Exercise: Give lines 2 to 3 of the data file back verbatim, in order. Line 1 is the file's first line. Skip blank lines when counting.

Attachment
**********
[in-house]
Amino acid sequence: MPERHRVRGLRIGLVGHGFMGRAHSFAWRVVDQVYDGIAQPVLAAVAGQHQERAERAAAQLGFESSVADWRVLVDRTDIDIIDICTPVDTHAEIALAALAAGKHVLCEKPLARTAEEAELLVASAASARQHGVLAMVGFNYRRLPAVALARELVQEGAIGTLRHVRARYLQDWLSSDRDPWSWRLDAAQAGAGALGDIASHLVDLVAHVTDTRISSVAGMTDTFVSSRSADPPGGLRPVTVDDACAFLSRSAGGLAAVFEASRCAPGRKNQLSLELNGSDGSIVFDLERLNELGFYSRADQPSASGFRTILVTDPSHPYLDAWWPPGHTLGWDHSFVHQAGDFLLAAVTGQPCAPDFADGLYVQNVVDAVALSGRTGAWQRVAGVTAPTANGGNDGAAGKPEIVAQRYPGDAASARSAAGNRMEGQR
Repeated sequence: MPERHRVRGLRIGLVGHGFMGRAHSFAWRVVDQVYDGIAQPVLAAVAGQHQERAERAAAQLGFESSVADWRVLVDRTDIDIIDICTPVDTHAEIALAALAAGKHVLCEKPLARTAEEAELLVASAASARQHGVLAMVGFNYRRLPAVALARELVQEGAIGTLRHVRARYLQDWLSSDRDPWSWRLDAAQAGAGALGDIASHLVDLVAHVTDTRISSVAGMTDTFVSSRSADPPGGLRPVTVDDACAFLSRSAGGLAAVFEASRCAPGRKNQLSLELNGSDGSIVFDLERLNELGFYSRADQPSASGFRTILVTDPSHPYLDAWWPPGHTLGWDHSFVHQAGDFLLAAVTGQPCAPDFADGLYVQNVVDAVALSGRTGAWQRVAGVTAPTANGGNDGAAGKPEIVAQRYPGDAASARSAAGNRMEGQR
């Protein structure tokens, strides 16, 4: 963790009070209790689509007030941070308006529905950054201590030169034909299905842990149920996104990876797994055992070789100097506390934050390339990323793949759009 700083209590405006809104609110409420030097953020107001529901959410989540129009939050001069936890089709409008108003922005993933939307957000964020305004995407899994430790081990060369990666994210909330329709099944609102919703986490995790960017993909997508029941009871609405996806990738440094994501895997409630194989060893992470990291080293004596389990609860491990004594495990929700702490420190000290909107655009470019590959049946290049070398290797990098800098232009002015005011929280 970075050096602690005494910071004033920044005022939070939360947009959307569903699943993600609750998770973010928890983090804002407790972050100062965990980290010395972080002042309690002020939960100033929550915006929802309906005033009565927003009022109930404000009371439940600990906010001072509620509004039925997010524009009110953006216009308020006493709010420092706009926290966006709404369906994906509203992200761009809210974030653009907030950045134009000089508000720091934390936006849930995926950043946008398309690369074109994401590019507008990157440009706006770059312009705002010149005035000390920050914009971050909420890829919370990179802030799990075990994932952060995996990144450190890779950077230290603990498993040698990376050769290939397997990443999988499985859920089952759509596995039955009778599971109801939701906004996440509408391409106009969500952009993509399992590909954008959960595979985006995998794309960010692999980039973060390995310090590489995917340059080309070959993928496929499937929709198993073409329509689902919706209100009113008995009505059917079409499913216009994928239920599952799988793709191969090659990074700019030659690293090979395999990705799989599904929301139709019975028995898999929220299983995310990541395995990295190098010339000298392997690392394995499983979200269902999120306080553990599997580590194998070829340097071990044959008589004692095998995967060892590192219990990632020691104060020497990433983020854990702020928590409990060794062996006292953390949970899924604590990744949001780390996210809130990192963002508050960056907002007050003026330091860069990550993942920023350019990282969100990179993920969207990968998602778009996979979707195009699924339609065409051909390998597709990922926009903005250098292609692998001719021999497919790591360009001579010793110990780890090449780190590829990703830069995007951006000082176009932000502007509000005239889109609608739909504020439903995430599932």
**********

Amino acid sequence: MPERHRVRGLRIGLVGHGFMGRAHSFAWRVVDQVYDGIAQPVLAAVAGQHQERAERAAAQLGFESSVADWRVLVDRTDIDIIDICTPVDTHAEIALAALAAGKHVLCEKPLARTAEEAELLVASAASARQHGVLAMVGFNYRRLPAVALARELVQEGAIGTLRHVRARYLQDWLSSDRDPWSWRLDAAQAGAGALGDIASHLVDLVAHVTDTRISSVAGMTDTFVSSRSADPPGGLRPVTVDDACAFLSRSAGGLAAVFEASRCAPGRKNQLSLELNGSDGSIVFDLERLNELGFYSRADQPSASGFRTILVTDPSHPYLDAWWPPGHTLGWDHSFVHQAGDFLLAAVTGQPCAPDFADGLYVQNVVDAVALSGRTGAWQRVAGVTAPTANGGNDGAAGKPEIVAQRYPGDAASARSAAGNRMEGQR
Repeated sequence: MPERHRVRGLRIGLVGHGFMGRAHSFAWRVVDQVYDGIAQPVLAAVAGQHQERAERAAAQLGFESSVADWRVLVDRTDIDIIDICTPVDTHAEIALAALAAGKHVLCEKPLARTAEEAELLVASAASARQHGVLAMVGFNYRRLPAVALARELVQEGAIGTLRHVRARYLQDWLSSDRDPWSWRLDAAQAGAGALGDIASHLVDLVAHVTDTRISSVAGMTDTFVSSRSADPPGGLRPVTVDDACAFLSRSAGGLAAVFEASRCAPGRKNQLSLELNGSDGSIVFDLERLNELGFYSRADQPSASGFRTILVTDPSHPYLDAWWPPGHTLGWDHSFVHQAGDFLLAAVTGQPCAPDFADGLYVQNVVDAVALSGRTGAWQRVAGVTAPTANGGNDGAAGKPEIVAQRYPGDAASARSAAGNRMEGQR